Praise the Lord for writing this! Thanks so much Carl for this thought provoking post. I can always count on a something good coming from your site. May the Lord continue to bless you and your family.

Carl E. Olson

To understand a bit better why so much money would be spent on a film as Avatar, I think we have to understand that for Cameron, this is cinema as religion. James Bowman has an excellent piece about Cameron and Avatar on The New Atlantis site, and he concludes with this:

Ultimately, of course, the word “avatar” comes from the Hindu idea of a god come to earth — a meaning with its own significance for the movie. Tom Shone ends his profile of Cameron in the London Daily Telegraph by writing:

Cameron knows he is hated: every time he opened his mouth at the Golden Globes, the air was sucked from the room as surely as oxygen from the lungs of those on Avatar’s Pandora. He didn’t need to conjure up a new world to let us know he was God. We already knew. Listen to him when he picks up his Oscars and you will hear a man whose pulse doesn’t flicker above 80, even while addressing a billion people. Why should he be scared? Just another filmmaker having a chat with his audience.

Everyone, even those who do not share Shone’s breathless admiration, senses that there is some kind of new creation involved in Avatar, some act of artistic hubris. The film is so obviously informed by the idea of exceeding the normal bounds of its art in an attempt to reach for something better, higher, newer — in fact a new creation to validate the director as new kind of deity. Or rather, perhaps, we should call him a superhero, since movie superheroes are similarly improvements on the old-fashioned sorts of immortals, who were often bad-tempered and scary and not inclined, like Cameron, to give us what we want. The promise of all utopianism is, as Whittaker Chambers once wrote of Communism, the same that was whispered to Eve by the serpent in the Garden of Eden: “Ye shall be as gods!”

I don't really have any problem with Cameron and his investors spending $300-$500 million to make the movie; that is their right and it's their investment. Of more concern (at least to me) is how this film, however brilliantly made, propagates some serious errors about the nature of man, Western civilization, and so forth.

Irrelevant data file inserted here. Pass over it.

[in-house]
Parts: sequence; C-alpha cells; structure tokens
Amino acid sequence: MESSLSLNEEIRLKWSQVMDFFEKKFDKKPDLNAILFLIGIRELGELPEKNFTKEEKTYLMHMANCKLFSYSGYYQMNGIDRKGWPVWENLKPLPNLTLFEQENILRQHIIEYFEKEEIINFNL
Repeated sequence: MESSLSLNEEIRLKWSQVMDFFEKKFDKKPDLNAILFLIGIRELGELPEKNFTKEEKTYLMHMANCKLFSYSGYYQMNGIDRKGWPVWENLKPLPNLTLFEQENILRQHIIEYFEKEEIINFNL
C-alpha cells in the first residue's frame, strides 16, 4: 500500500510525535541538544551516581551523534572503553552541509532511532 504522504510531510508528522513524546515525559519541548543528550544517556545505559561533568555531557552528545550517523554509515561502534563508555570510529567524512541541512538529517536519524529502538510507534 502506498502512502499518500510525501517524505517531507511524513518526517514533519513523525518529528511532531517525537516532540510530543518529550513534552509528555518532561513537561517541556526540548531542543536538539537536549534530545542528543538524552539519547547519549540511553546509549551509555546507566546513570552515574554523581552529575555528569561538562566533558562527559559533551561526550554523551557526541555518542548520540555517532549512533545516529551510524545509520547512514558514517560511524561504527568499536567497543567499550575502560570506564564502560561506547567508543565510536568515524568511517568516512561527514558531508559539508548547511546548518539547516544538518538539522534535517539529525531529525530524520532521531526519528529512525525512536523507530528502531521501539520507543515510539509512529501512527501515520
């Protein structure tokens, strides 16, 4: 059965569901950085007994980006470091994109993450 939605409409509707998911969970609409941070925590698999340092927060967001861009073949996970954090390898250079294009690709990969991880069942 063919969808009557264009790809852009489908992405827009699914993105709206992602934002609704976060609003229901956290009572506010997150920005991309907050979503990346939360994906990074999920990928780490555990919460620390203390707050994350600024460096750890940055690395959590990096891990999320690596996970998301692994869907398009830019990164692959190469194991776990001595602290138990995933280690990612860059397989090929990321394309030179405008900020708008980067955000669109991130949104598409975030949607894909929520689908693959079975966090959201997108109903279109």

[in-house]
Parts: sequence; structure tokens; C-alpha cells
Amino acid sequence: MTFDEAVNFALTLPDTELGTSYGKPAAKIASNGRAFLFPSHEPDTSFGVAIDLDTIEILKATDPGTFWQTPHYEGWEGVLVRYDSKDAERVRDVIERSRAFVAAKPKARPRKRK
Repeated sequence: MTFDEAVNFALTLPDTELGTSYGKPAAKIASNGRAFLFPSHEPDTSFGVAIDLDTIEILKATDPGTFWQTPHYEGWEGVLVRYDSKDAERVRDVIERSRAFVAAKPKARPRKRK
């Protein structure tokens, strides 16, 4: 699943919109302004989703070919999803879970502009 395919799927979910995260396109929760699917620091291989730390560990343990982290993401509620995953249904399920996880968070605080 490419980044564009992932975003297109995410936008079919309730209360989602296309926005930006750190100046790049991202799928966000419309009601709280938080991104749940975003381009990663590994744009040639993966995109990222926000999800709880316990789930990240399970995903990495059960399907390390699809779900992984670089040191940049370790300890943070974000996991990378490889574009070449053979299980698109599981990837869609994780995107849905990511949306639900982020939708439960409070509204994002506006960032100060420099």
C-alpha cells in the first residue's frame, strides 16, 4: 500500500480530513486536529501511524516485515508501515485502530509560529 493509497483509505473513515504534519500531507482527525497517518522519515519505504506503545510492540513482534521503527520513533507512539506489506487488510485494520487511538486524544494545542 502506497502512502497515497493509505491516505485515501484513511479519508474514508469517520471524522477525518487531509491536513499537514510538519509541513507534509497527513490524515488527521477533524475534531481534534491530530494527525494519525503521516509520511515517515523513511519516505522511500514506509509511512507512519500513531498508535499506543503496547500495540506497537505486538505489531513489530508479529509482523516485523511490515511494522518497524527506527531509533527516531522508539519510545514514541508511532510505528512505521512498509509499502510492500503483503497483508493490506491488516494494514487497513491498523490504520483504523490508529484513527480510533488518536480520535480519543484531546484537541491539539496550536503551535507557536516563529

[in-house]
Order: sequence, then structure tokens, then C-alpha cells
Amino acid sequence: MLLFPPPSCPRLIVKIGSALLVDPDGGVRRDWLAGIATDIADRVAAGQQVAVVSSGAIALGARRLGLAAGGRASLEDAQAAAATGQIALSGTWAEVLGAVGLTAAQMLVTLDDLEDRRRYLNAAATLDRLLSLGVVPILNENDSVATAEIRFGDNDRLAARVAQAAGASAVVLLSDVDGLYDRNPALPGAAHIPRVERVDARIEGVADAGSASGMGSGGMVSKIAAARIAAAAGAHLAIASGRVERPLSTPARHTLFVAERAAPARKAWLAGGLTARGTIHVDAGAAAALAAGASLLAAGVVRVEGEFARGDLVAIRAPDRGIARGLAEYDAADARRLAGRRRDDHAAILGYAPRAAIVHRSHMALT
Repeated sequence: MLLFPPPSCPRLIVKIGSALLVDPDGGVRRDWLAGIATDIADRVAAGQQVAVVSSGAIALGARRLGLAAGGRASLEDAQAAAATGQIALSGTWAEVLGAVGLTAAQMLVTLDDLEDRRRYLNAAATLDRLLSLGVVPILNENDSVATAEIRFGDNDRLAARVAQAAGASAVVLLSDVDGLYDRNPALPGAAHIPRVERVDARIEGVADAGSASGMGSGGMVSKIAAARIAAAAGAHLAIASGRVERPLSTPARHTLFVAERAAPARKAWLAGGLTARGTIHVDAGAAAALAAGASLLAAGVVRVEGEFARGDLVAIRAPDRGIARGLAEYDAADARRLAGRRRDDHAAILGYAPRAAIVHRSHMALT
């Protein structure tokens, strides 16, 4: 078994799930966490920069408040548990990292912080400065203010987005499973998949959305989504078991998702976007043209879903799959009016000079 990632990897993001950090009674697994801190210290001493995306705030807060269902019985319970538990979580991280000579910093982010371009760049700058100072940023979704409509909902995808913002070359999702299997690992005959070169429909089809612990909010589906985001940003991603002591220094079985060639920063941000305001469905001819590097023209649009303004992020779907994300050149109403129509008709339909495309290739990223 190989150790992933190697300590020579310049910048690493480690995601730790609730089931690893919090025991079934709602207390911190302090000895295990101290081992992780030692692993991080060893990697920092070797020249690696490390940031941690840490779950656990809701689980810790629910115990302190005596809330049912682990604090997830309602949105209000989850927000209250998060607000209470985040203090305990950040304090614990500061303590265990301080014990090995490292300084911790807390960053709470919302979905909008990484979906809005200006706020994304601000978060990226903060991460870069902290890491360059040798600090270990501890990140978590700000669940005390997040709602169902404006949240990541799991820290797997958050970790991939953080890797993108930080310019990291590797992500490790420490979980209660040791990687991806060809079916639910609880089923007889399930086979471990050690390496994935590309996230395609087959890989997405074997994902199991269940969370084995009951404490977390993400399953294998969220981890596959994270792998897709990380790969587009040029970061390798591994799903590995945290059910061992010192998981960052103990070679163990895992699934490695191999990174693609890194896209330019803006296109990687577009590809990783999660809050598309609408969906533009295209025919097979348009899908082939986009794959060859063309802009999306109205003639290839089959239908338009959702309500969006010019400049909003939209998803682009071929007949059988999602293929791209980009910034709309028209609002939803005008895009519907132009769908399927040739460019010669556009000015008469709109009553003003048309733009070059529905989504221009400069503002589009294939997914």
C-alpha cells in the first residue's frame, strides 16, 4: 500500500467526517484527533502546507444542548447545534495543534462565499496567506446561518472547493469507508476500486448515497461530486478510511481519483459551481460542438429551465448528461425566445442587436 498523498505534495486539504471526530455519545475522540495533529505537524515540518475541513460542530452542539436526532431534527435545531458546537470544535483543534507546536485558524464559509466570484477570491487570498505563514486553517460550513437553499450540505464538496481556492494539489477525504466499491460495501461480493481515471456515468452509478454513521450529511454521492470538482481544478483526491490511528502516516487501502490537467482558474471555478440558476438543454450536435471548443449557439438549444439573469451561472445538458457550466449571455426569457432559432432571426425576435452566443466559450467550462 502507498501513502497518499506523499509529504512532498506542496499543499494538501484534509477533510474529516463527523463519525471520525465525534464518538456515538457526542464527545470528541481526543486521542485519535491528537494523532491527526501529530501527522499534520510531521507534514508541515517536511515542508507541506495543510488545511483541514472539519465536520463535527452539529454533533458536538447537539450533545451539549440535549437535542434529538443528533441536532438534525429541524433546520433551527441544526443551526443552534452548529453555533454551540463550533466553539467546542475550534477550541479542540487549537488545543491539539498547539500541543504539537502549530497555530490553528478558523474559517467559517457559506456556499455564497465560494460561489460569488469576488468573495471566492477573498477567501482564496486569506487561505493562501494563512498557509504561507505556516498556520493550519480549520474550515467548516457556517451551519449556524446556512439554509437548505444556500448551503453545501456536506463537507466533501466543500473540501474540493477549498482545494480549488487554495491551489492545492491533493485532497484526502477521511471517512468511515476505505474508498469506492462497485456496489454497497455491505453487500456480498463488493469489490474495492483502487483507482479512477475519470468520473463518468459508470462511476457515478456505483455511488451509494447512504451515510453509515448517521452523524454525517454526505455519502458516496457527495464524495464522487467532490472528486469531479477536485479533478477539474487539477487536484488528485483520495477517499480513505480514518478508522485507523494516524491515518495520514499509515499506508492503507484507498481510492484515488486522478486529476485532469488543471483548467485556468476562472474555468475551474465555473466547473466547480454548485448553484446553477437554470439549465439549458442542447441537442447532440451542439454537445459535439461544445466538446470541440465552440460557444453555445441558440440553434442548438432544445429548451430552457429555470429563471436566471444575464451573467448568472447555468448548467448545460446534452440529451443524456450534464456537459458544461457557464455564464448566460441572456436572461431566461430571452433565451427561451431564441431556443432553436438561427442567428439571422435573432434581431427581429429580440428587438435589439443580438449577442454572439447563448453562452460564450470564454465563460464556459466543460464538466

I was equally unfortunate to catch Cameron in an interview with Charlie Rose. The self-indulgence was remarkable.

Cameron praised himself for championing the cause of global warming, "that was proved by countless magazine articles". Rose, as usual, peppered the conversation with his usual empty talk. A sad display of the self-satisfied.

Michael Barber

Great post. Benedict's call for an "ecology of man" is just so important. He's so brilliant.

By the way, from the sublime to the ridiculous. . . my wife and I enjoy Castle too. You've got good taste. Did you enjoy Firefly? If so, did you catch the episode where Castle wears the old Firefly suit? That was hilarious.


Errr... that movie, "Ativan"... i'll wait till it comes out in the book... books are always better...


I agree with everything said here against Avatar, but I have to add a more mundane complaint, something that the curmudgeonly have been saying for ages now: there just ain't no substance in movies anymore. This movie is perfect evidence: pure, unadulterated technical wizardry. It is the "DaVinci Code" of movies, all flash, no substance, and an ulterior motive which permeates its crafting.

In a word... whatever.


hehehe. Accurate and funny assesment. Sad truth right now.


I'm STILL trying to figure out why Disney didn't sue Cameron for his BLATANT rip off of "Pocahantas"... I mean, for criminy's sake, it was the exact same movie with a lot more blood...

Carl E. Olson

Hi, Michael: We started watching "Castle" a few weeks ago and have been catching up. I never watched "Firefly", so didn't make the connection. "Castle" is a very well-written and clever show; it's become one of my favorites.